As I was researching a blog post about technology in school, I came across an online classroom management tool created by Mr Young, a Canadian physics teacher, who wanted to find a way to increase engagement levels in his class. The tool is called Classcraft, and was launched in the spring 2013.
Basics of the game
Risks and rewards
Classcraft is a role-playing game, where the teacher is the Game Master and the students are the players. The students play in teams of 5 or 6 and choose to be healers, mages or warriors. Each class of character has a different set of powers, some of which are given to them by default. They can then acquire new powers by gaining Experience Points, awarded to them by the teacher for good performance in or outside of the classroom, such as answering a question correctly in class or helping another student with his homework. The powers given to the students are set by the teacher and could be for example, getting a hint for an exam question or going to lunch early.
On the other hand, bad behaviour, such as being late or disrupting the class is immediately acted upon by removing Health Points. When the student’s character runs out of Health Points and dies, he rolls the Death Dice to determine his punishment, such as writing lines or going to detention.
Team work and collaboration
In order to do well in the game, the students need to work together and help each other out, which gives them extra Experience Points. Besides, their negative actions impact the whole team. When a character dies, all his teammates lose Health Points. They can also use their personal powers to protect a team member from punishment.
Not only does it encourage the students to work as a group, it also teaches them empathy. They look out for each other and learn that their actions have consequences on people around them.
Each class starts with a random event, which helps getting the students’ attention as soon as they enter the classroom. Teachers report that their students get excited by the game and what might happen, so they are ready to work quicker than usual.
The game takes 5 minutes to set up at the beginning of each class and then runs passively in the background. All the teacher needs is a laptop and a projector, which most schools have already. There is no need to invest in new equipment.
The teacher, however, will need time to get familiar with the game before introducing it to their classes. There is no need to change the way they teach their lessons, but they need to be able to manage points, powers and events in order to be successful game masters.
Results and critique
According to Venture Beat, Classcraft is played by 7,000 students in 25 different countries. The teachers who have introduced the role-playing game have seen an increase in motivation and engagement, as well as improved collaboration and communication between the students and better group work. It is still hard to see a clear impact on academic performance, but if the students are more focused on their lessons and more motivated, surely it should be reflected on their grades to some degree.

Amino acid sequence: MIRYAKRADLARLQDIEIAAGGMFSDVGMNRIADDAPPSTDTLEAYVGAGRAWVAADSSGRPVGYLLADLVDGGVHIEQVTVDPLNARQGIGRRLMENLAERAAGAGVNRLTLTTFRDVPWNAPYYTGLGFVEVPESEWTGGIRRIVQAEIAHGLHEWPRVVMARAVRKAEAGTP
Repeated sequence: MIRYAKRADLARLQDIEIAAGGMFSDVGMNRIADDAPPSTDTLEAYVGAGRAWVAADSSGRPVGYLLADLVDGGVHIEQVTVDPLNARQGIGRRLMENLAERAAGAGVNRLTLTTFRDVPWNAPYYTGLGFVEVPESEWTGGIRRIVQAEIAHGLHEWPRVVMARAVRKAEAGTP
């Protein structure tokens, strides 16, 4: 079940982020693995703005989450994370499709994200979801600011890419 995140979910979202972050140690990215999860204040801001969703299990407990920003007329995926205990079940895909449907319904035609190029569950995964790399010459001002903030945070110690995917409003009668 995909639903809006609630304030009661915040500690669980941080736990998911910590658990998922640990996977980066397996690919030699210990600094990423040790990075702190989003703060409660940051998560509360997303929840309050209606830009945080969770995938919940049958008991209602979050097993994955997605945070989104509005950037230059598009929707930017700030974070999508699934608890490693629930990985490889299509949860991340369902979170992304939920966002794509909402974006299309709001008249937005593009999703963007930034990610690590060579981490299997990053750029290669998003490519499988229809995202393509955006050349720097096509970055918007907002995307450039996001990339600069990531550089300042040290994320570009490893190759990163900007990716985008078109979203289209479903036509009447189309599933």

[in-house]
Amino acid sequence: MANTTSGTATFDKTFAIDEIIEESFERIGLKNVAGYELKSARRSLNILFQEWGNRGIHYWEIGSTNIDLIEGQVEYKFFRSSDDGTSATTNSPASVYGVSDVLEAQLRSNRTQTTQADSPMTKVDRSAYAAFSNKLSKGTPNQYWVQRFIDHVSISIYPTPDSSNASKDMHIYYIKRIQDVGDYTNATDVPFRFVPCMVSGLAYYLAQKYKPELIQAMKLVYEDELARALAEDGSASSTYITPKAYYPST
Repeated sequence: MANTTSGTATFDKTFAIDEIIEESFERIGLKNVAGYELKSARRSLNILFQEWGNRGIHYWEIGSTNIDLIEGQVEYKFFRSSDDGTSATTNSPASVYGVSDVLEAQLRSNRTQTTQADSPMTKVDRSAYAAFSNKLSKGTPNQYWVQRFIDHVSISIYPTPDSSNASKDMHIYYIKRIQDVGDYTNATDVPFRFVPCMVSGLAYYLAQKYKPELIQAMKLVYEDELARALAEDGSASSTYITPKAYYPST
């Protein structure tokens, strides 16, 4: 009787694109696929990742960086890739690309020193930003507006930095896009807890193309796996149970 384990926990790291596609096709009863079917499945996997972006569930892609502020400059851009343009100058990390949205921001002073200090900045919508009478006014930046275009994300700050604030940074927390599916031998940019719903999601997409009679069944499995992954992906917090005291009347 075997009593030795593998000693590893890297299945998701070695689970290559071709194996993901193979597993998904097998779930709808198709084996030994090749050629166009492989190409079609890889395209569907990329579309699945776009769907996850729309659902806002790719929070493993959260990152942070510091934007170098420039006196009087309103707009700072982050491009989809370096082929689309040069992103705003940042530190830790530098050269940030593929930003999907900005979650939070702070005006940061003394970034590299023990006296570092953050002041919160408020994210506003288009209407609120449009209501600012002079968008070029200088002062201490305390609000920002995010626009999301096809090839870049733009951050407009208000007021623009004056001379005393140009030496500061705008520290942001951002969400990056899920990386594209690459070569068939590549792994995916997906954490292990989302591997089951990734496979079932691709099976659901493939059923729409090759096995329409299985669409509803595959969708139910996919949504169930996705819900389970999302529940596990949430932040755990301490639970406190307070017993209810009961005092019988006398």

The success of the game is almost also certainly due to the fact that the game is free. As a web-based game, all you need to play is an Internet connection, and up until this term, the game was completely free of charge. Classcraft have nonetheless recently introduced a new pricing plan. Teachers can still use the tool for free, but in order to customise their character’s look, students can spend money to buy items. Which raises a fair ethical dilemma: should teachers introduce a game to students, where they are encouraged to spend money? As a parent, I would strongly be against this. There is, however, a premium version, where the teacher or the school pays a fee per student, thereby unlocking all features and accessories. The teacher then holds the keys to the gold.
Some education professionals also question the true motivation for the students and the consequences of using a game to attend their lessons and learn. The work is done to gain points and powers in the game, instead of trying to do well at school. However, my honest opinion is that some students just aren’t interested in performing well at school. They aren’t interested in getting good grades. They can’t find the motivation to do their homework and behave well. So, if tools like Classcraft can improve attendance and focus levels, students most certainly learn better as well.
It’s just a tool…
As Ollie Bray, a deputy head and also a consultant on technology in teaching said, Classcraft is “not a magic bullet, just something else that should be in a teacher’s toolbox”. And when you think about it, gamification is a technique that has been used by teachers for a long time: gold stars, leaderboards, crosses for bad behaviour, etc. Classcraft uses the same techniques, but offer a different support that appeals to today’s students.